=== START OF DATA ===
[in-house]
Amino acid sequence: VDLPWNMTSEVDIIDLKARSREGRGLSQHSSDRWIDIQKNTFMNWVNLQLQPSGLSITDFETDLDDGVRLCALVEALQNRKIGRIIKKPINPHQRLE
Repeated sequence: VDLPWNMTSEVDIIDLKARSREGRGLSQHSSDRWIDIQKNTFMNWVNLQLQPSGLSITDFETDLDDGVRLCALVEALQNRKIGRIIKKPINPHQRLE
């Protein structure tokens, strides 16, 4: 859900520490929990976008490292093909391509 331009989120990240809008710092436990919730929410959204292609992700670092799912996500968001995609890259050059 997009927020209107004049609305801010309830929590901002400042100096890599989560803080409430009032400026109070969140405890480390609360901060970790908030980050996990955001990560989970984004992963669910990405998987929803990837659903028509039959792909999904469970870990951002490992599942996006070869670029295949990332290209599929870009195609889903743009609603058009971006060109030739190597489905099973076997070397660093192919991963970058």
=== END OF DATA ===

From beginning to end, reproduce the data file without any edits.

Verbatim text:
[in-house]
Amino acid sequence: VDLPWNMTSEVDIIDLKARSREGRGLSQHSSDRWIDIQKNTFMNWVNLQLQPSGLSITDFETDLDDGVRLCALVEALQNRKIGRIIKKPINPHQRLE
Repeated sequence: VDLPWNMTSEVDIIDLKARSREGRGLSQHSSDRWIDIQKNTFMNWVNLQLQPSGLSITDFETDLDDGVRLCALVEALQNRKIGRIIKKPINPHQRLE
């Protein structure tokens, strides 16, 4: 859900520490929990976008490292093909391509 331009989120990240809008710092436990919730929410959204292609992700670092799912996500968001995609890259050059 997009927020209107004049609305801010309830929590901002400042100096890599989560803080409430009032400026109070969140405890480390609360901060970790908030980050996990955001990560989970984004992963669910990405998987929803990837659903028509039959792909999904469970870990951002490992599942996006070869670029295949990332290209599929870009195609889903743009609603058009971006060109030739190597489905099973076997070397660093192919991963970058």